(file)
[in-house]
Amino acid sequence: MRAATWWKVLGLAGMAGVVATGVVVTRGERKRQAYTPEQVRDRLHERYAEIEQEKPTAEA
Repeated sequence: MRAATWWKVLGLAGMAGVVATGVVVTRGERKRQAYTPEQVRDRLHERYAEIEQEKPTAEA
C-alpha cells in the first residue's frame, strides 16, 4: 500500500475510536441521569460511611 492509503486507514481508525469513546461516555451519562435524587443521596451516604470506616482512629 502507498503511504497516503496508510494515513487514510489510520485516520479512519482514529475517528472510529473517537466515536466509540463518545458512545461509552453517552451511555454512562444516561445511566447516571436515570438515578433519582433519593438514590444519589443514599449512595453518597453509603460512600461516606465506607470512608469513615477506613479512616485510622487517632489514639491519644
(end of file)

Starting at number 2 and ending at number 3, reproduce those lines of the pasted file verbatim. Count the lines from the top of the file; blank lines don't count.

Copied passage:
Amino acid sequence: MRAATWWKVLGLAGMAGVVATGVVVTRGERKRQAYTPEQVRDRLHERYAEIEQEKPTAEA
Repeated sequence: MRAATWWKVLGLAGMAGVVATGVVVTRGERKRQAYTPEQVRDRLHERYAEIEQEKPTAEA